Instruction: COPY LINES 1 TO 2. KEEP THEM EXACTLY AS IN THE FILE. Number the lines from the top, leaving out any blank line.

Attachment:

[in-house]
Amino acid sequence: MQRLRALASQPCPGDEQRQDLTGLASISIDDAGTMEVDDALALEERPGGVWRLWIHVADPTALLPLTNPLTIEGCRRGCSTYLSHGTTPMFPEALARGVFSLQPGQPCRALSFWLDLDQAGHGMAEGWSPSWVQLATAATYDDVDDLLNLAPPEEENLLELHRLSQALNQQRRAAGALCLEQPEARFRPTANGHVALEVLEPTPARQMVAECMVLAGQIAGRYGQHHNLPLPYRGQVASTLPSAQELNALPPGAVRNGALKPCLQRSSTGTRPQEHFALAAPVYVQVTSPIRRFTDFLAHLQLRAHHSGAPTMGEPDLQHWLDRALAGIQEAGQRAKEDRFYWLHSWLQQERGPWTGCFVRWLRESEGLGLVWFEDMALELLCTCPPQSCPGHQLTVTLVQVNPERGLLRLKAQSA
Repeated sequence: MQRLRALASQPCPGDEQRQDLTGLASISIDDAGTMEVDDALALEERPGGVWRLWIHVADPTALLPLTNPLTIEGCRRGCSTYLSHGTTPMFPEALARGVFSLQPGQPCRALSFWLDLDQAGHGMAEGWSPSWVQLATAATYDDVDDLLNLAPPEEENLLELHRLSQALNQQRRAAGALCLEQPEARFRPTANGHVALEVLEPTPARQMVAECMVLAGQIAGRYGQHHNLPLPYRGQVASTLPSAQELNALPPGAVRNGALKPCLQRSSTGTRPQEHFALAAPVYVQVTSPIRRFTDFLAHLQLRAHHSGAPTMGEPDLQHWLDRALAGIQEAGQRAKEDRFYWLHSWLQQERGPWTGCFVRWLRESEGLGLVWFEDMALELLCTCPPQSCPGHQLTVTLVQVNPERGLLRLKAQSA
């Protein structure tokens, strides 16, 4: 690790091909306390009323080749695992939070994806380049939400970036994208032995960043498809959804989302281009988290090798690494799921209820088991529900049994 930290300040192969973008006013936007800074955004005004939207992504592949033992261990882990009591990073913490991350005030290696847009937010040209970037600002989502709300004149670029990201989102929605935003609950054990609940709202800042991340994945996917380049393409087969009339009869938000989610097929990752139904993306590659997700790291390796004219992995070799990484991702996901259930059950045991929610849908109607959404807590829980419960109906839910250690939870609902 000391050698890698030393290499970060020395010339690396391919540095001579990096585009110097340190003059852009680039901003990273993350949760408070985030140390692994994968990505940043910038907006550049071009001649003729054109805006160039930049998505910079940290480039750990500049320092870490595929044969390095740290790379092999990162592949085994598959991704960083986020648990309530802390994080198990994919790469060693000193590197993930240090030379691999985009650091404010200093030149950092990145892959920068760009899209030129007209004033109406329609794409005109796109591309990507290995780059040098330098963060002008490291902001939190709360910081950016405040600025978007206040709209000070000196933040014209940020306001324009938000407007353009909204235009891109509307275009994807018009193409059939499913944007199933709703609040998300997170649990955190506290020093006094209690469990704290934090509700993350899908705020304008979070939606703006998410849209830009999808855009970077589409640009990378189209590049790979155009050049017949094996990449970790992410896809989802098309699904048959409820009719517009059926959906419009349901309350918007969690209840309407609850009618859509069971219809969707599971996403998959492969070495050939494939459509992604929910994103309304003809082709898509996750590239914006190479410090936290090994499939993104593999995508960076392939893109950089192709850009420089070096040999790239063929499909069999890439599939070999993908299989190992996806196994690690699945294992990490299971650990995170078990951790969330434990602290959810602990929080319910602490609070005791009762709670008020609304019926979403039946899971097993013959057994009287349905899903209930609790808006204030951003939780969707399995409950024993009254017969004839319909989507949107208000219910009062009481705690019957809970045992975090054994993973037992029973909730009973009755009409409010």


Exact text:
[in-house]
Amino acid sequence: MQRLRALASQPCPGDEQRQDLTGLASISIDDAGTMEVDDALALEERPGGVWRLWIHVADPTALLPLTNPLTIEGCRRGCSTYLSHGTTPMFPEALARGVFSLQPGQPCRALSFWLDLDQAGHGMAEGWSPSWVQLATAATYDDVDDLLNLAPPEEENLLELHRLSQALNQQRRAAGALCLEQPEARFRPTANGHVALEVLEPTPARQMVAECMVLAGQIAGRYGQHHNLPLPYRGQVASTLPSAQELNALPPGAVRNGALKPCLQRSSTGTRPQEHFALAAPVYVQVTSPIRRFTDFLAHLQLRAHHSGAPTMGEPDLQHWLDRALAGIQEAGQRAKEDRFYWLHSWLQQERGPWTGCFVRWLRESEGLGLVWFEDMALELLCTCPPQSCPGHQLTVTLVQVNPERGLLRLKAQSA